[(bgz) Depends what sort of “sense” you’re going for. Expressions like “You can talk the talk, but can you walk the walk?” have been around since the early ’60s. Variations on this theme, with “talk the walk” or “walk the talk,” are newer. Some discussion on the American Dialect Society listserv here.]

  3. Ellen K. said,

    July 8, 2012 @ 9:29 pm

    AW to indicate a variant pronunciation of coffee, walk, etc, does not work for all of us who aren’t cot-caught mergered. I think this relates to update 2 in the “Blawgs, phonolawgically speaking” post linked above. I don’t have the cot-caught merger, but law (and other -aw words) has the same vowel as coffee, walk, etc. So those spellings don’t at all help me understand how the Brooklyn accent differs from mine, which I know it does. My accent, for whatever it’s worth, would be some combination of Chicago, St. Louis (suburbs) and Kansas City.

    After listening to the recording, the story seems to be that I do pronounce that particular vowel like him, but am not familiar with the accents that don’t. At least, not enough so for the respelling to make any sense to me on first read.

  4. David Donnell said,

    July 8, 2012 @ 9:46 pm

    That’s all fine. I only wish the PA-recording-lady on my M train to Queens would stop pronouncing the Dekalb stop as “dee-KAHLB”, and the Forest Ave stop with that damned Californian long O vowel!

  5. Anton Sherwood said,

    July 8, 2012 @ 10:23 pm

    Er, doesn’t coffee have /ɔ/ in the standard dialect?
    I’d describe the variant – if my memory of that Mike Myers routine is accurate – as breaking to /oə/.

    [(bgz) Yes, quite true — I meant to say the tensed version of the /ɔ/ vowel. I’ve corrected it.]

  6. Rod Johnson said,

    July 8, 2012 @ 11:05 pm

    I’m not sure what “the tensed version of the /ɔ/ vowel” is phonetically. (I can’t listen to the video right now without waking up my wife.) [oə], as Anton Sherwood says? One syllable or two?

    [(bgz) Sure, [oə] seems about right for Ferrara’s Broad(way) vowel. It’s an ingliding diphthong, one syllable.]

  7. Sili said,

    July 9, 2012 @ 1:03 am

    Treating orthography as a stand-in for pronunciation has a long tradition in dialectal representations […] But that only really works for well-established respellings.

    Not knowing what New Yorkers are supposed to sound like and being more attuned to British class markers, I assumed “‘Avenue’ takes on an ‘h’ or three” meant something like a very haitchy “Havenue” and “at least one ‘w’ is appended to the first syllable of ‘Broadway.'” is a Jonathan Ross-like “Bwoadway” (I’d missed the appended).

  8. Michael Newman said,

    July 9, 2012 @ 1:41 am

    The phonetic respellings are frustrating, but what’s the poor reporter to do? I suspect that the inability to render pronunciation for those who are IPA deprived is a major reason there is so little serious popular writing on dialect.

    I’m working on a book on NYC English now and the publisher wants to link sound files to the electronic edition. Hopefully, that will help make pronunciation more transparent for non-specialist readers. Other books in the series use both phonetic respellings and IPA, which I am doing too (but not for the tense short-A. I only use IPA there.)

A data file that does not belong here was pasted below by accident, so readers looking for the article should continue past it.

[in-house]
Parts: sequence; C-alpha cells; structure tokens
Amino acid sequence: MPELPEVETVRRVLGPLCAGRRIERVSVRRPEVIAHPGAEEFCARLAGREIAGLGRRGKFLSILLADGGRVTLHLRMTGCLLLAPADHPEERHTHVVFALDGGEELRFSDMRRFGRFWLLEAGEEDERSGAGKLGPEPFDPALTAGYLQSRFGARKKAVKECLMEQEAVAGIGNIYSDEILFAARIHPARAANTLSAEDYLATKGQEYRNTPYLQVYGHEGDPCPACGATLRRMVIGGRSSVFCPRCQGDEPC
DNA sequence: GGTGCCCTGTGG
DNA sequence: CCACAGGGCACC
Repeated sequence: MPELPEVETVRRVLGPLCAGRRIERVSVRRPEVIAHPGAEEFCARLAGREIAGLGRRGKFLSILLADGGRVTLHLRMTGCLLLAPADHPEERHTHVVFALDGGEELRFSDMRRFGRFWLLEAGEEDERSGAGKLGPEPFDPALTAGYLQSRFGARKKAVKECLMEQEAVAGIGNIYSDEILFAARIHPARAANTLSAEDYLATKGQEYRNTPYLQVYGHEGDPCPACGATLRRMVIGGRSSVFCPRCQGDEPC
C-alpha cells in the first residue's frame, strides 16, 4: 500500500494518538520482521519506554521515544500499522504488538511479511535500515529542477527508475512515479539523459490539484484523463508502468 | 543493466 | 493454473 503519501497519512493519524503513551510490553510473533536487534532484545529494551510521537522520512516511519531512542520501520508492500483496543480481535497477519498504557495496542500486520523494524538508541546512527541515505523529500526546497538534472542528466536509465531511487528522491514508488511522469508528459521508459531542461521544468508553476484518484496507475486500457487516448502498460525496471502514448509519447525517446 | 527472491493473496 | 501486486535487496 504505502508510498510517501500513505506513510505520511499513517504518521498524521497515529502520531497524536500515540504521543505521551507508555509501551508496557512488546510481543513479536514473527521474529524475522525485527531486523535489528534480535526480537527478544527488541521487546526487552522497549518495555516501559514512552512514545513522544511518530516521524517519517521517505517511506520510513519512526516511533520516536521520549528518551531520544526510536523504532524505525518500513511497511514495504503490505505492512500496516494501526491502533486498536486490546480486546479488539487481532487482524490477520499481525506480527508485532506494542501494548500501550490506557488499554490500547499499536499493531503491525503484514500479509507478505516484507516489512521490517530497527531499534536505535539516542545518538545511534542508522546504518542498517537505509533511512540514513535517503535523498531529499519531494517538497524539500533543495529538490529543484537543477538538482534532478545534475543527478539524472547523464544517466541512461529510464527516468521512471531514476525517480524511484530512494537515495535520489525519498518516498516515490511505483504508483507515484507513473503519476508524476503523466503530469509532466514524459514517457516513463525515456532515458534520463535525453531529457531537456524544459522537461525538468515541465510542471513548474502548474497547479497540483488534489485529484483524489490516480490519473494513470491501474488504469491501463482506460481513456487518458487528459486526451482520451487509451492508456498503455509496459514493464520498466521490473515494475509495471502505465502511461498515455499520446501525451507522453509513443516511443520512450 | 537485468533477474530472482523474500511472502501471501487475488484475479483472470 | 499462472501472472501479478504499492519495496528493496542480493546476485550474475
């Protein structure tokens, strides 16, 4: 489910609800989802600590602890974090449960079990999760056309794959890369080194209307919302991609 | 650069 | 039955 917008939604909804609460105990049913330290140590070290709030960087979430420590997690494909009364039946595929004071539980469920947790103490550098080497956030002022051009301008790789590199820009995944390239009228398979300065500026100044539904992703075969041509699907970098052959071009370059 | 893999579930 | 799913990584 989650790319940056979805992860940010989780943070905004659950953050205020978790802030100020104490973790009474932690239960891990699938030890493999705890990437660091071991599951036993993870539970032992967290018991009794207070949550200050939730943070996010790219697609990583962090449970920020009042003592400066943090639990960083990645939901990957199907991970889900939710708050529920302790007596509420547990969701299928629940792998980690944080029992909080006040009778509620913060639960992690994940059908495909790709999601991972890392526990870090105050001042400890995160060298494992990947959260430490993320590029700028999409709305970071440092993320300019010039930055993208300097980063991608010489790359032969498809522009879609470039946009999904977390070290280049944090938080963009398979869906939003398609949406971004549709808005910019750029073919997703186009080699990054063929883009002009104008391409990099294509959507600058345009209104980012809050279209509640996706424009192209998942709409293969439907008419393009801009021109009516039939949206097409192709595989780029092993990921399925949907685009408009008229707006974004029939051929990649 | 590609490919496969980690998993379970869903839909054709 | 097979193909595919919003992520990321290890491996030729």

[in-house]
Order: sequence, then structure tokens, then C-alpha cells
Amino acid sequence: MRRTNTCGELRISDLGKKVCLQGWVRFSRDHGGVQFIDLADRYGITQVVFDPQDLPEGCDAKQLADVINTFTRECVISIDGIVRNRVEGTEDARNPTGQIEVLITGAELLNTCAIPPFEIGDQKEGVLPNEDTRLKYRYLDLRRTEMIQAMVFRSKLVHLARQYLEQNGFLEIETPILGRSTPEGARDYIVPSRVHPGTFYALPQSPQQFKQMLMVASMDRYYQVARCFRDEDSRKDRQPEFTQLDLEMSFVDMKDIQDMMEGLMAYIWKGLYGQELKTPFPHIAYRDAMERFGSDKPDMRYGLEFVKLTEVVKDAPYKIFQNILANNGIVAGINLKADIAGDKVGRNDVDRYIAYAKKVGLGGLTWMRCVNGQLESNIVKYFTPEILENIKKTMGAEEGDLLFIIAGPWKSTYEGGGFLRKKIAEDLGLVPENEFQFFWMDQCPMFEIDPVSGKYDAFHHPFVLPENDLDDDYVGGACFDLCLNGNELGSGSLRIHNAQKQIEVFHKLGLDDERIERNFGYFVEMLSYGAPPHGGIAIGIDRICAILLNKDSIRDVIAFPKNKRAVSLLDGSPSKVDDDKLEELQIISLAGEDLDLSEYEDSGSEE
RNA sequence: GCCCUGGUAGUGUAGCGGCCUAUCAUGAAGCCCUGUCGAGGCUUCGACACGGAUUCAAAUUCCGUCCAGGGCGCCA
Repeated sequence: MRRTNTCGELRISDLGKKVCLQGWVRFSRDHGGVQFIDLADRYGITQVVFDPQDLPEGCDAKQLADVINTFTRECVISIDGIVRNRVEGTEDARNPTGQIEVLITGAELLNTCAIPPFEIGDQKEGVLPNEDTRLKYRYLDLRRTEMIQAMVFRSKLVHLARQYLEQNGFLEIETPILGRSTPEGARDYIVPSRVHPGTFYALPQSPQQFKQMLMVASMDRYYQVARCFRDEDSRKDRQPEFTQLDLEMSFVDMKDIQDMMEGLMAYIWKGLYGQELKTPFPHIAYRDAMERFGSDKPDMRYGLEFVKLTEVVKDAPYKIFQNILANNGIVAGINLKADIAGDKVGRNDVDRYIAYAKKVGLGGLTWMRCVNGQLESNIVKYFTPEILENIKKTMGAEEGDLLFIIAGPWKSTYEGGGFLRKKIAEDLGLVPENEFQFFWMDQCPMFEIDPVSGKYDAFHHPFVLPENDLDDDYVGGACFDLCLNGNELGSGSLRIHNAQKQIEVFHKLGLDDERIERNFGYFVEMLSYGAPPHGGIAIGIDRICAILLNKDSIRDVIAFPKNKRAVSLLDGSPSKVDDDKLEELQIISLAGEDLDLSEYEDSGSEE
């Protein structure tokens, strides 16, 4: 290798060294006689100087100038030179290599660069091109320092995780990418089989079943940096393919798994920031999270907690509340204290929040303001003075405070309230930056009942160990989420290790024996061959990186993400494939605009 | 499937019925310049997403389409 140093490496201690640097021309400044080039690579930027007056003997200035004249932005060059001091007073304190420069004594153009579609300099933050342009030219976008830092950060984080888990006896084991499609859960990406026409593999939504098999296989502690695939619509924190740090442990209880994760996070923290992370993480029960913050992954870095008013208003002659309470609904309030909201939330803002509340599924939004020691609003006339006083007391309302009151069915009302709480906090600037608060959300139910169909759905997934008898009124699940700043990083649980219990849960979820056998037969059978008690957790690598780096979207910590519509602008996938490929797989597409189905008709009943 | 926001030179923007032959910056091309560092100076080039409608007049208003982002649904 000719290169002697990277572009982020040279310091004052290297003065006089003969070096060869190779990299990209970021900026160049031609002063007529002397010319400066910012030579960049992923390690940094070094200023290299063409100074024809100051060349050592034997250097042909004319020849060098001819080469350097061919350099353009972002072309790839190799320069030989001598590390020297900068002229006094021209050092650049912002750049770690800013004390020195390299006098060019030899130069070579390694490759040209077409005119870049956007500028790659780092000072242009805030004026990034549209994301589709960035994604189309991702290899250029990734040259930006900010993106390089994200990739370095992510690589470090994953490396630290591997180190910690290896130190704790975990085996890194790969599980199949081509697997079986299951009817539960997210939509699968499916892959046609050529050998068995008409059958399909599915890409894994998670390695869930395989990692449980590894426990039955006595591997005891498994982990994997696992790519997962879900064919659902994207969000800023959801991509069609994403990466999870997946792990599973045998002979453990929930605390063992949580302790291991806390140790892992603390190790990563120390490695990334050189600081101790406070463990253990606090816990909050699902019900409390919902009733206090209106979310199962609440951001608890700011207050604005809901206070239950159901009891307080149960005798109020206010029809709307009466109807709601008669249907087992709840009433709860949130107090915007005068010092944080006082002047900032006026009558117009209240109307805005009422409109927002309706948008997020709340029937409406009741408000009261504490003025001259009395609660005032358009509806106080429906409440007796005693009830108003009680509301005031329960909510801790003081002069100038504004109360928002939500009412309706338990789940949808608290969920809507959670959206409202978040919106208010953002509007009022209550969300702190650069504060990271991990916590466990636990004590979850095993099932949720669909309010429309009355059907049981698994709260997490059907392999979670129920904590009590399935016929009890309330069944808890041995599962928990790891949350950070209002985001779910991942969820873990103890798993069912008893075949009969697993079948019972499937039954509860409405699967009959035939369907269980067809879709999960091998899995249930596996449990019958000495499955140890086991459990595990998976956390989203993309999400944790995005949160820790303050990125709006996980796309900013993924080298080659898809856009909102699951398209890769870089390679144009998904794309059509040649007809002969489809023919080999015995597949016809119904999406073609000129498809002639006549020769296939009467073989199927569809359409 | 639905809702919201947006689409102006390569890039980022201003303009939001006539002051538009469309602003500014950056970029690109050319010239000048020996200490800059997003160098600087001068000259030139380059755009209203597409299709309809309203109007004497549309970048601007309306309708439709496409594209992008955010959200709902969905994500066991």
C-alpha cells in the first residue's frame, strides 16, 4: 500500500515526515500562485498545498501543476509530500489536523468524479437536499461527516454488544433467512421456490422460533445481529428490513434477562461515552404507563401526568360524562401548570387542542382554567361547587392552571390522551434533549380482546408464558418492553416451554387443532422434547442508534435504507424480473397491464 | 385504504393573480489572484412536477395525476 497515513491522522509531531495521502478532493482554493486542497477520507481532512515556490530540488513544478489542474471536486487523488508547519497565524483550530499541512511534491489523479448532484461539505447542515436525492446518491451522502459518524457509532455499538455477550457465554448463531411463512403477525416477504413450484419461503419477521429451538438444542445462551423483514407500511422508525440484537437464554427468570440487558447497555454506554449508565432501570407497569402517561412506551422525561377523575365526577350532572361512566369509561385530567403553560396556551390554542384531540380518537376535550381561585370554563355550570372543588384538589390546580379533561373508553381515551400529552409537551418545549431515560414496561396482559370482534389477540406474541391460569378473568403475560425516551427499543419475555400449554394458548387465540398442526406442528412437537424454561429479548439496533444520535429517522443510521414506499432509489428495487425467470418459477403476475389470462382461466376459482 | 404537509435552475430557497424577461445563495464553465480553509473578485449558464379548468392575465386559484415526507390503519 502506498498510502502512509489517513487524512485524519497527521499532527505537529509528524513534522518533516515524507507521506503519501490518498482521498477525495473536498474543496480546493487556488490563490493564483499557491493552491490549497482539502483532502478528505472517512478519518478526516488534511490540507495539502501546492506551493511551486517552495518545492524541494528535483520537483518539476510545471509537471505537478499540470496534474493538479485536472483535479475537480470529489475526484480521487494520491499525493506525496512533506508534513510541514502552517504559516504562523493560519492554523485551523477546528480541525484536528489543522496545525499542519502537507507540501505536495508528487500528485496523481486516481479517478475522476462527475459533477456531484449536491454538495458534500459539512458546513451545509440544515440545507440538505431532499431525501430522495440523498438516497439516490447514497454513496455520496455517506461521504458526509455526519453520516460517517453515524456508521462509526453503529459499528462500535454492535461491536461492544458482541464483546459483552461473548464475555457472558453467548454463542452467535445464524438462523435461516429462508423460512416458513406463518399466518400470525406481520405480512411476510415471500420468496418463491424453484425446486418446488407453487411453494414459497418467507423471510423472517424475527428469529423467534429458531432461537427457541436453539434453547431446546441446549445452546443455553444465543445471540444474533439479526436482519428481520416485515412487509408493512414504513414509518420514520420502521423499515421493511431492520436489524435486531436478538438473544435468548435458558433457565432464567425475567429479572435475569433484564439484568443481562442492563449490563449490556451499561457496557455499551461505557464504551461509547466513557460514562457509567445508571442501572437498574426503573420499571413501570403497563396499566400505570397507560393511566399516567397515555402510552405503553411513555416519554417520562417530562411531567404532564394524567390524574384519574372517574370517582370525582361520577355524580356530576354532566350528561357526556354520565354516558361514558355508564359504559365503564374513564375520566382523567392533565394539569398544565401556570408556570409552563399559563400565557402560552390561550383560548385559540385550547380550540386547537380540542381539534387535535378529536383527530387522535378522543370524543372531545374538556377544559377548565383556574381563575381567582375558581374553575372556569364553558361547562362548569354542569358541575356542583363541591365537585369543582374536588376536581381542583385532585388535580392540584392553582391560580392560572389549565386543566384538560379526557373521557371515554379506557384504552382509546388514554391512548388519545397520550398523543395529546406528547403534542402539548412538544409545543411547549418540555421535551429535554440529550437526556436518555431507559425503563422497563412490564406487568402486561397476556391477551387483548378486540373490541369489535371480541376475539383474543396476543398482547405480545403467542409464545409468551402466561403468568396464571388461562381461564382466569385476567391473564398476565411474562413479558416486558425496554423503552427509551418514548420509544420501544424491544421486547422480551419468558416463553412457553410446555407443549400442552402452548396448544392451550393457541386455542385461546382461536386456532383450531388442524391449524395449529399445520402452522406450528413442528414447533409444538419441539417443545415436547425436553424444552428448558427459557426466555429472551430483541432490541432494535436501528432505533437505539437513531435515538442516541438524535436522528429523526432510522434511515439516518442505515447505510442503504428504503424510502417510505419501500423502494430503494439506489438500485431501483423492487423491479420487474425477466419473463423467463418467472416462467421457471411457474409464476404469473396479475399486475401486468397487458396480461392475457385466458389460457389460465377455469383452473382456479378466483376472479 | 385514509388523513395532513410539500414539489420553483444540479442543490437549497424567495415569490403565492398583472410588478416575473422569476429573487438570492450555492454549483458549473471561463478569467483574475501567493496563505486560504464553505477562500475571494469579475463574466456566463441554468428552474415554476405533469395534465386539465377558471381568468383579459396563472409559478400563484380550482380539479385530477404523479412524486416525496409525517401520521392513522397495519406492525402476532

9. Pete said,

    July 9, 2012 @ 7:35 am

    Tawk (and wawk) is classic eye-dialect: it represents a completely standard pronunciations of the word talk in any accent.

    In fact without the context there would be no way of knowing that tawk was intended to represent NYC – it could just as easily be General American, Texan, AAVE, Cockney, upper-class English, Irish, Northern Irish, Scottish, Australian, Kiwi, or South African, all of which use that pronunciation.

  10. Brian T said,

    July 9, 2012 @ 8:14 am

    “‘Avenue’ takes on an ‘h’ or three” stopped me dead when I read it on Friday. My assumption was that the writer was aiming for “ahvehnhue,” and that seemed to sound less like Brooklynese and more like something uttered by Eliza Doolittle at the Embassy Ball.

  11. Dan Hemmens said,

    July 9, 2012 @ 8:23 am

    In fact without the context there would be no way of knowing that tawk was intended to represent NYC

    I’d go further actually – *with* context I still don’t understand how it’s supposed to represent a New York accent.

  12. Joe said,

    July 9, 2012 @ 9:07 am

    I might be wrong about this, but I thought that the reference to “w” in Broadway was a reference to the realization of /r/ as a labial dental approximant [ʋ] (in the first pronunciation of Broadway).

    It took me a while to figure out what was meant by /h/ in avenue. I know that Labov and others use use the notation /æh/ for that vowel sound (and English orthography does use an/h/ at the end of words that end in a short vowel, e.g., yeah, huh, etc.). I imagine the reporter must have seen it written but didn’t completely understand the point.

  13. Ellen K. said,

    July 9, 2012 @ 9:57 am

    To add to my comment above, I do here a difference between Mr. Ferrara’s Broadway (first syllable) and mine, but more length than quality. And much less marked, that is, must less distinct from mine, than a brahdway (low unrounded vowel) pronunciation would be. Which is how I assume it would be pronounced by someone for whom “brawdway doesn’t represent their own pronunciation. (Though I have only limited familiarity with east coast accents, so I could be missing something.)

  14. Jerry Friedman said,

    July 9, 2012 @ 10:16 am

    @Pete: I agree with you in general, but I’d say tawk is a non-classic example of eye dialect. A classic example is sez, where the non-standard spelling indicates a standard pronunciation but tells readers that the rest of the speaker’s pronunciation is non-standard or just seems appropriate to generally non-standard speech. Tawk uses a non-standard spelling that should indicate a standard pronunciation [*] but in this case indicates a non-standard pronunciation of that same word, the [oə] suggested above.